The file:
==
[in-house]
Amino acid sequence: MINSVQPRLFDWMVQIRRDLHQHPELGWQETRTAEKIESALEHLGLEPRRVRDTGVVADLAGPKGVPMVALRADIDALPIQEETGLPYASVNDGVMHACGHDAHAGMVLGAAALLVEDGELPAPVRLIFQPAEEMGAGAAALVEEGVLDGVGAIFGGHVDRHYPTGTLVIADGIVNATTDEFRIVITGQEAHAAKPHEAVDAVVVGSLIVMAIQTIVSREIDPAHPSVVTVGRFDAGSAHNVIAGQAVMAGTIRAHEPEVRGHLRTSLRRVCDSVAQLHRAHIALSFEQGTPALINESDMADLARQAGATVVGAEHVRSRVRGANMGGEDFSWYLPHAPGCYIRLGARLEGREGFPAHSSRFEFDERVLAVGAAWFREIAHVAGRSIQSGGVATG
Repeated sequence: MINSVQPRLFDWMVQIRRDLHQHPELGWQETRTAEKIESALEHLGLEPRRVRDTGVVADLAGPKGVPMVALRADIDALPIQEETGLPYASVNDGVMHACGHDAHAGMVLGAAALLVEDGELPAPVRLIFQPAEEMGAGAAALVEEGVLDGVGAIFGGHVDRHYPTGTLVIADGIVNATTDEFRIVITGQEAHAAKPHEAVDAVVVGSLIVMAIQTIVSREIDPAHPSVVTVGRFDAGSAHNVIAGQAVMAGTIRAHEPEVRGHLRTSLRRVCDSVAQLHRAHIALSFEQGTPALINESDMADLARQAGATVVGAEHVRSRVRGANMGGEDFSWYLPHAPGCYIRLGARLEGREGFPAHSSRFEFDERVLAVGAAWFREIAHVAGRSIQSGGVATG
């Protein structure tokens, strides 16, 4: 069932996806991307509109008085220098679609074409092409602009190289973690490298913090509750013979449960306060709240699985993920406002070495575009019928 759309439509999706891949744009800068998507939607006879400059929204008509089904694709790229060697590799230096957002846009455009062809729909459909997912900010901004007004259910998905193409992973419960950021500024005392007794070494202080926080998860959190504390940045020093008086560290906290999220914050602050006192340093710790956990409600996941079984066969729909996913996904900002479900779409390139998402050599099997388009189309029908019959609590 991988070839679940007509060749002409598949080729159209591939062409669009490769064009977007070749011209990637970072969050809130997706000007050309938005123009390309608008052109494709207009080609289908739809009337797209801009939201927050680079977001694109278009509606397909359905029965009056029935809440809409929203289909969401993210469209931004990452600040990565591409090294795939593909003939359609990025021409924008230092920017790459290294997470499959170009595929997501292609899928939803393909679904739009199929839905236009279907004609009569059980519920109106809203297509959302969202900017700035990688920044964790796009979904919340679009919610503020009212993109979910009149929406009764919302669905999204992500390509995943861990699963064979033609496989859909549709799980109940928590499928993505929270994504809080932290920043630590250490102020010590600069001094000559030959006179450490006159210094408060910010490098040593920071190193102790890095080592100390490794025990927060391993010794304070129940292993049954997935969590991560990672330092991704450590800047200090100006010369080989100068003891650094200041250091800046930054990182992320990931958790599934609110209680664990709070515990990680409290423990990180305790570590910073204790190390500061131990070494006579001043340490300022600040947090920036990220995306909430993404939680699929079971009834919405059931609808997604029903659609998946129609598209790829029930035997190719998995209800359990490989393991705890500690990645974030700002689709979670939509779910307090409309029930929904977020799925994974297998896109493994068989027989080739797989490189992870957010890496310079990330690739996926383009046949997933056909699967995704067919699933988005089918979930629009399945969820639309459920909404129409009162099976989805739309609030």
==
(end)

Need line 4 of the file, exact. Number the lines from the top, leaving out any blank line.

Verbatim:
């Protein structure tokens, strides 16, 4: 069932996806991307509109008085220098679609074409092409602009190289973690490298913090509750013979449960306060709240699985993920406002070495575009019928 759309439509999706891949744009800068998507939607006879400059929204008509089904694709790229060697590799230096957002846009455009062809729909459909997912900010901004007004259910998905193409992973419960950021500024005392007794070494202080926080998860959190504390940045020093008086560290906290999220914050602050006192340093710790956990409600996941079984066969729909996913996904900002479900779409390139998402050599099997388009189309029908019959609590 991988070839679940007509060749002409598949080729159209591939062409669009490769064009977007070749011209990637970072969050809130997706000007050309938005123009390309608008052109494709207009080609289908739809009337797209801009939201927050680079977001694109278009509606397909359905029965009056029935809440809409929203289909969401993210469209931004990452600040990565591409090294795939593909003939359609990025021409924008230092920017790459290294997470499959170009595929997501292609899928939803393909679904739009199929839905236009279907004609009569059980519920109106809203297509959302969202900017700035990688920044964790796009979904919340679009919610503020009212993109979910009149929406009764919302669905999204992500390509995943861990699963064979033609496989859909549709799980109940928590499928993505929270994504809080932290920043630590250490102020010590600069001094000559030959006179450490006159210094408060910010490098040593920071190193102790890095080592100390490794025990927060391993010794304070129940292993049954997935969590991560990672330092991704450590800047200090100006010369080989100068003891650094200041250091800046930054990182992320990931958790599934609110209680664990709070515990990680409290423990990180305790570590910073204790190390500061131990070494006579001043340490300022600040947090920036990220995306909430993404939680699929079971009834919405059931609808997604029903659609998946129609598209790829029930035997190719998995209800359990490989393991705890500690990645974030700002689709979670939509779910307090409309029930929904977020799925994974297998896109493994068989027989080739797989490189992870957010890496310079990330690739996926383009046949997933056909699967995704067919699933988005089918979930629009399945969820639309459920909404129409009162099976989805739309609030």